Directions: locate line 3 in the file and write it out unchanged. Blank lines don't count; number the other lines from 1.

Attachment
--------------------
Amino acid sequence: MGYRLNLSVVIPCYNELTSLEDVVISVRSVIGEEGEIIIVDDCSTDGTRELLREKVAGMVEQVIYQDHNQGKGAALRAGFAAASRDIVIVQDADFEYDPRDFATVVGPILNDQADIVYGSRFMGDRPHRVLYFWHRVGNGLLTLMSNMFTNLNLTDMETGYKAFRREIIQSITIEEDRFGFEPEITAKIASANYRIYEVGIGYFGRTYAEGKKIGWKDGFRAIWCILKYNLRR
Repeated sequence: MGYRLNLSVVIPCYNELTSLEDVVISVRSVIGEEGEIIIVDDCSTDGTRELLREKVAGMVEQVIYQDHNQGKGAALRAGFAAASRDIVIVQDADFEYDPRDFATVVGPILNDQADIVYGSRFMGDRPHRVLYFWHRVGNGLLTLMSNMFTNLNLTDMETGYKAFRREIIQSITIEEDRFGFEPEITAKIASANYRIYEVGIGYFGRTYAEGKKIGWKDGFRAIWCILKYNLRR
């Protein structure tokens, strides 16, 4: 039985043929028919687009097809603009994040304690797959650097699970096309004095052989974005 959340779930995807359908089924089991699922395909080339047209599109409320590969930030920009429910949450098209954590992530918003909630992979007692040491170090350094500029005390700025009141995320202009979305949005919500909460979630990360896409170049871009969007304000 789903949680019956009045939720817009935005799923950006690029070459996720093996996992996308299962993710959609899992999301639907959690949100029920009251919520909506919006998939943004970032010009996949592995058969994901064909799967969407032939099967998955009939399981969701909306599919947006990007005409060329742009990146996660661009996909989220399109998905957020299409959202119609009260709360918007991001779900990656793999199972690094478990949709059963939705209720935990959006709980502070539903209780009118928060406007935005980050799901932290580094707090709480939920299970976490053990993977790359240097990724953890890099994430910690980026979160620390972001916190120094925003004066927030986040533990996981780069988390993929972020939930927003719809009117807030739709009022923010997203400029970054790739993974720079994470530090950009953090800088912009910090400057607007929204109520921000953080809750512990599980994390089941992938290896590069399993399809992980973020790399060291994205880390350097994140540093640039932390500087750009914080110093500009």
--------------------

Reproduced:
């Protein structure tokens, strides 16, 4: 039985043929028919687009097809603009994040304690797959650097699970096309004095052989974005 959340779930995807359908089924089991699922395909080339047209599109409320590969930030920009429910949450098209954590992530918003909630992979007692040491170090350094500029005390700025009141995320202009979305949005919500909460979630990360896409170049871009969007304000 789903949680019956009045939720817009935005799923950006690029070459996720093996996992996308299962993710959609899992999301639907959690949100029920009251919520909506919006998939943004970032010009996949592995058969994901064909799967969407032939099967998955009939399981969701909306599919947006990007005409060329742009990146996660661009996909989220399109998905957020299409959202119609009260709360918007991001779900990656793999199972690094478990949709059963939705209720935990959006709980502070539903209780009118928060406007935005980050799901932290580094707090709480939920299970976490053990993977790359240097990724953890890099994430910690980026979160620390972001916190120094925003004066927030986040533990996981780069988390993929972020939930927003719809009117807030739709009022923010997203400029970054790739993974720079994470530090950009953090800088912009910090400057607007929204109520921000953080809750512990599980994390089941992938290896590069399993399809992980973020790399060291994205880390350097994140540093640039932390500087750009914080110093500009």